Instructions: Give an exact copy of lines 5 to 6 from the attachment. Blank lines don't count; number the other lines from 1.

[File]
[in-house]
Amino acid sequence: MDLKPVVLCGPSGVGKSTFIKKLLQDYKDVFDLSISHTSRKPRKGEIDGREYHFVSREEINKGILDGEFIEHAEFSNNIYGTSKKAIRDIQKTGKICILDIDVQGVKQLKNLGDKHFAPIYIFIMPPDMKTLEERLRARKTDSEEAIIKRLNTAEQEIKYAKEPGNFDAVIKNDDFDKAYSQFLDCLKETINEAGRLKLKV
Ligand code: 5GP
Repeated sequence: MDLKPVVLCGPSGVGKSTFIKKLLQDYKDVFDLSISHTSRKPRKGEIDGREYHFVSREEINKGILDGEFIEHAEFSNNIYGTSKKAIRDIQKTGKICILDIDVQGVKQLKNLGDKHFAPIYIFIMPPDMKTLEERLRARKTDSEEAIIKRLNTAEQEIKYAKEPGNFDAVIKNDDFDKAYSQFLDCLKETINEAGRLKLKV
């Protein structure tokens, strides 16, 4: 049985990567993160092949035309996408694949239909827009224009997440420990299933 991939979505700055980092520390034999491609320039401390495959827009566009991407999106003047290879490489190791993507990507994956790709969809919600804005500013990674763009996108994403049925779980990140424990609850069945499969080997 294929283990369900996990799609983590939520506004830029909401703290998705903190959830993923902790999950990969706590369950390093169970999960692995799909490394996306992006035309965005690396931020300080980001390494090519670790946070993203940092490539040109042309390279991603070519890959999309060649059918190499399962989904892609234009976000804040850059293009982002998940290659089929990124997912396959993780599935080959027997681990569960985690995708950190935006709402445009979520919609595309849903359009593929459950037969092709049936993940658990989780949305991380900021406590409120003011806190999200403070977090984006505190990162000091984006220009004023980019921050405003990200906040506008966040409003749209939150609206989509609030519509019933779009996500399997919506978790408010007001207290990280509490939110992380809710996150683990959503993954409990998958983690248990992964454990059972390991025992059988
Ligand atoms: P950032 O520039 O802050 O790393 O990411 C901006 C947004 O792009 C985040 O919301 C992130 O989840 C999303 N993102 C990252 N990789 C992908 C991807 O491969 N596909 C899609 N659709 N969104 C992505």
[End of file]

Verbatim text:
């Protein structure tokens, strides 16, 4: 049985990567993160092949035309996408694949239909827009224009997440420990299933 991939979505700055980092520390034999491609320039401390495959827009566009991407999106003047290879490489190791993507990507994956790709969809919600804005500013990674763009996108994403049925779980990140424990609850069945499969080997 294929283990369900996990799609983590939520506004830029909401703290998705903190959830993923902790999950990969706590369950390093169970999960692995799909490394996306992006035309965005690396931020300080980001390494090519670790946070993203940092490539040109042309390279991603070519890959999309060649059918190499399962989904892609234009976000804040850059293009982002998940290659089929990124997912396959993780599935080959027997681990569960985690995708950190935006709402445009979520919609595309849903359009593929459950037969092709049936993940658990989780949305991380900021406590409120003011806190999200403070977090984006505190990162000091984006220009004023980019921050405003990200906040506008966040409003749209939150609206989509609030519509019933779009996500399997919506978790408010007001207290990280509490939110992380809710996150683990959503993954409990998958983690248990992964454990059972390991025992059988
Ligand atoms: P950032 O520039 O802050 O790393 O990411 C901006 C947004 O792009 C985040 O919301 C992130 O989840 C999303 N993102 C990252 N990789 C992908 C991807 O491969 N596909 C899609 N659709 N969104 C992505």